Another incredible video shows the ravens in Japan which have been caught on CCTV cameras. First, they learnt to throw hard-shelled nuts -that were too tough for them to crack- from high trees to the streets to crack them open and eat them, then they developed the process into throwing the nutshells in the path of speeding cars to crack them faster, and to avoid the risk of getting run over by heavy traffic, they refined their technique even more, learning to wait for the traffic lights to turn red keeping the cars at bay, then diving down quickly from treetops to snatch their food, all the while keeping an eye on the lights, and flying away safely as soon as the lights changed.
Social Clever Crows
Ravens are also capable of teaming up to trap and kill a prey: two of the ravens would fly to the ground to block its escape route, while the others attacked it. This behavior suggests that they know what each other and the lizard are thinking, which is known as a ‘theory of mind’, say the scientists at Tel Aviv University of the Zionist occupier state. Crows would even team up to solve problems set for them during experiments, and would recognize themselves when they looked in a mirror.
Another sign of their high intelligence is that they adapt to very different terrain, from deserts to mountains. They learn to find food even in the harshest conditions, and they know how and when to use other animals to help them get a meal they couldn’t otherwise reach. “Ravens are cognitively equal to a two-year-old child,” says biologist Thomas Bugnyar.
Crows are very social species and live in large extended family groups, yet their few fights within a family are usually short and involve only a few pecks, they would only fight to death enemies endangering their families. Compare that with the behavior of the son of Adam who killed his own brother!
As they watch ravens pass test after difficult test, the researchers are wondering what purpose all this cleverness serves, since other birds get through life just fine with far less intelligence? Well, perhaps ravens have a higher purpose in nature than their simple bird life?
The Qur’an opens a great door of learning by showing the raven as a mentor to man. Ravens seem to be good teachers of logical thinking, creative problem solving, team work, strategic planning, and effective resource management – all while showing utmost respect to the environment. So, perhaps this is the right time for us to learn from these intelligent creatures, as we seem to need their brain power the most to bring us back to our senses as peaceful guardians of planet Earth.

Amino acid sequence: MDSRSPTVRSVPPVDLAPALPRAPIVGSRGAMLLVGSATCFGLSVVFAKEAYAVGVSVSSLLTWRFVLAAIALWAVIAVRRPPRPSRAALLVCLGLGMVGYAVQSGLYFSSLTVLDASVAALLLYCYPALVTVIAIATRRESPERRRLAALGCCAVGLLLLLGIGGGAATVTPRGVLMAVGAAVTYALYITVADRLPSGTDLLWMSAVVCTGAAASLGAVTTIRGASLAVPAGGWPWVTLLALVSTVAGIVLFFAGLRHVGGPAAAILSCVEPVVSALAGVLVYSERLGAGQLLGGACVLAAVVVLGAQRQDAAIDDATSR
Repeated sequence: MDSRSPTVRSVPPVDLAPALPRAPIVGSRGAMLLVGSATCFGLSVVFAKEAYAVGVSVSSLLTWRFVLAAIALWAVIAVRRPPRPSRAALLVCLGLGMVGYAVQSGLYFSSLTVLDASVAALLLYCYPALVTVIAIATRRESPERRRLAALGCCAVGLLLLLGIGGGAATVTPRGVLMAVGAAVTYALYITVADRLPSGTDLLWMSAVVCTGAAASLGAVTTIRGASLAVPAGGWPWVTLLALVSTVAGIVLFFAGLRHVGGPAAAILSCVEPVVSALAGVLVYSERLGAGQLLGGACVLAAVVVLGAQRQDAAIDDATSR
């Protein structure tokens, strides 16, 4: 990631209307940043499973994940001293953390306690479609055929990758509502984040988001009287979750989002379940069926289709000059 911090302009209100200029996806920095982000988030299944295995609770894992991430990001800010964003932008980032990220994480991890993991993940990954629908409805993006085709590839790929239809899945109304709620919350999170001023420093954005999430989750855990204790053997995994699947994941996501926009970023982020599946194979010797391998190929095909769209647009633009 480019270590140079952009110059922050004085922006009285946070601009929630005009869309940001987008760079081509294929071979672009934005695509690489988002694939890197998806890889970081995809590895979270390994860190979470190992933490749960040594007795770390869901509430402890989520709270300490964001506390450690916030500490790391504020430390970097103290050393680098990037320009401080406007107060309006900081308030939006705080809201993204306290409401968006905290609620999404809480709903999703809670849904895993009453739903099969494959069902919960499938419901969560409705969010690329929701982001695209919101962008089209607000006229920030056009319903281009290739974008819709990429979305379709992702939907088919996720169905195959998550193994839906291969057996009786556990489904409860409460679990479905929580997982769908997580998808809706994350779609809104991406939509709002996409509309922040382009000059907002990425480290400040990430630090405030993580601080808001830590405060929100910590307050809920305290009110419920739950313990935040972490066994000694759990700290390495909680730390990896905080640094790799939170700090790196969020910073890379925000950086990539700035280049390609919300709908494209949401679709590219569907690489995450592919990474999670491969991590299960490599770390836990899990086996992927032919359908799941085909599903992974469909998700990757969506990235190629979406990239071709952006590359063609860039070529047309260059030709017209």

- “Discover the Brain Power of the Bird in Black.” Nature. Accessed 3 Jan. 2010
- McKie, Robin. “Clever Raven Prove that it’s no Bird Brain.” Guardian. 29 Apr. 2007. Accessed 3 Jan. 2010.
- Walker , Matt .“Clever Ravens Cooperatively Hunt.” BBC. 1 Dec. 2009. Accessed 3 Jan. 2010
- Dworschak, Manfred. “Clever Ravens: Masters of Deceit.” Speigel International. 4 Oct. 2007. Accessed 3 Jan. 2010
- “Clever Crows.” Google Videos. Accessed 3 Jan. 2010
- “Video: Aesop’s Fable – or fact? Meet the world’s cleverest bird.” Times. 7 Aug. 2009. Accessed 3 Jan. 2010
- “Clever Crows.” Google Videos. Accessed 3 Jan. 2010
Courtesy onislam.net with slight editorial modifications.
Sahar El-Nadi is an Egyptian freelance journalist who traveled to 25 countries around the world and currently based in Cairo. Sahar also worked in many people-related careers in parallel, including presenting public events and TV programs; instructing training courses in communication skills; cross cultural issues; image consulting for public speakers; orientation for first-time visitors to the Middle East; and localization consulting for international educational projects. She can be reached on her website www.SaharElnadi.com